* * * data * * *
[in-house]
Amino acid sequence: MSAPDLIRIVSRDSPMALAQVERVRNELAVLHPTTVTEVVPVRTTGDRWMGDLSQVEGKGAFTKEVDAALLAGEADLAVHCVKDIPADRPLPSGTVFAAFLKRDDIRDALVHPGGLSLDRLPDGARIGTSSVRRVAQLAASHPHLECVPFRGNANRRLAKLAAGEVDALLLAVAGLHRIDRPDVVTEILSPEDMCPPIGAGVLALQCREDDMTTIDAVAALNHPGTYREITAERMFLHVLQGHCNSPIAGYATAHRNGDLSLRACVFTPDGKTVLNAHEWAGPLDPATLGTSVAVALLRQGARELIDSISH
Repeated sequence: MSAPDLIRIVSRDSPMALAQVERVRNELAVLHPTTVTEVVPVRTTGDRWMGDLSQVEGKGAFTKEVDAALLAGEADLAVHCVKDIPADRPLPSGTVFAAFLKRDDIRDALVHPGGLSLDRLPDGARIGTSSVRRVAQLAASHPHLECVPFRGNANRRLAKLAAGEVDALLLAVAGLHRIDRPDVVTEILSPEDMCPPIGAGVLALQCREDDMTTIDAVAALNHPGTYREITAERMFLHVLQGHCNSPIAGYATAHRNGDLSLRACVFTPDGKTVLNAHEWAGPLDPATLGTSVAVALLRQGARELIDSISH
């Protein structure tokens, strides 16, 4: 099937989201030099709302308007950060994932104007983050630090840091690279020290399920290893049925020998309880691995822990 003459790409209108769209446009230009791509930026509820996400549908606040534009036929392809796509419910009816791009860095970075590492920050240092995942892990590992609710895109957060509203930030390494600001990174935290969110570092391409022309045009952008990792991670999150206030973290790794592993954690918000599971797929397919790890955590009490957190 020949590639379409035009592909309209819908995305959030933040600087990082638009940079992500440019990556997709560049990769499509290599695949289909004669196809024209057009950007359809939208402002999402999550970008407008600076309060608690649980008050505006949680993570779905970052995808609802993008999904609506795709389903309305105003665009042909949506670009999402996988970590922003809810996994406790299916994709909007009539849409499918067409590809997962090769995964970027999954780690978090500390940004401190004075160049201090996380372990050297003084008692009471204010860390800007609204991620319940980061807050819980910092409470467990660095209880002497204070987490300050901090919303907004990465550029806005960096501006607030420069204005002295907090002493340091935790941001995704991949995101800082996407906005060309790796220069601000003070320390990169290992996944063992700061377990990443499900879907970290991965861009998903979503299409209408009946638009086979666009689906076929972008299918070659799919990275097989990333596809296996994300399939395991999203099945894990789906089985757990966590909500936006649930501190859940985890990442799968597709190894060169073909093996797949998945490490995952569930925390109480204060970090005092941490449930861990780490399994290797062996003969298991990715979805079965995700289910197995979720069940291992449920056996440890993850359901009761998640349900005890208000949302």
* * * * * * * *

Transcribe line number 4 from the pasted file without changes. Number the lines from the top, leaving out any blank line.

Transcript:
């Protein structure tokens, strides 16, 4: 099937989201030099709302308007950060994932104007983050630090840091690279020290399920290893049925020998309880691995822990 003459790409209108769209446009230009791509930026509820996400549908606040534009036929392809796509419910009816791009860095970075590492920050240092995942892990590992609710895109957060509203930030390494600001990174935290969110570092391409022309045009952008990792991670999150206030973290790794592993954690918000599971797929397919790890955590009490957190 020949590639379409035009592909309209819908995305959030933040600087990082638009940079992500440019990556997709560049990769499509290599695949289909004669196809024209057009950007359809939208402002999402999550970008407008600076309060608690649980008050505006949680993570779905970052995808609802993008999904609506795709389903309305105003665009042909949506670009999402996988970590922003809810996994406790299916994709909007009539849409499918067409590809997962090769995964970027999954780690978090500390940004401190004075160049201090996380372990050297003084008692009471204010860390800007609204991620319940980061807050819980910092409470467990660095209880002497204070987490300050901090919303907004990465550029806005960096501006607030420069204005002295907090002493340091935790941001995704991949995101800082996407906005060309790796220069601000003070320390990169290992996944063992700061377990990443499900879907970290991965861009998903979503299409209408009946638009086979666009689906076929972008299918070659799919990275097989990333596809296996994300399939395991999203099945894990789906089985757990966590909500936006649930501190859940985890990442799968597709190894060169073909093996797949998945490490995952569930925390109480204060970090005092941490449930861990780490399994290797062996003969298991990715979805079965995700289910197995979720069940291992449920056996440890993850359901009761998640349900005890208000949302």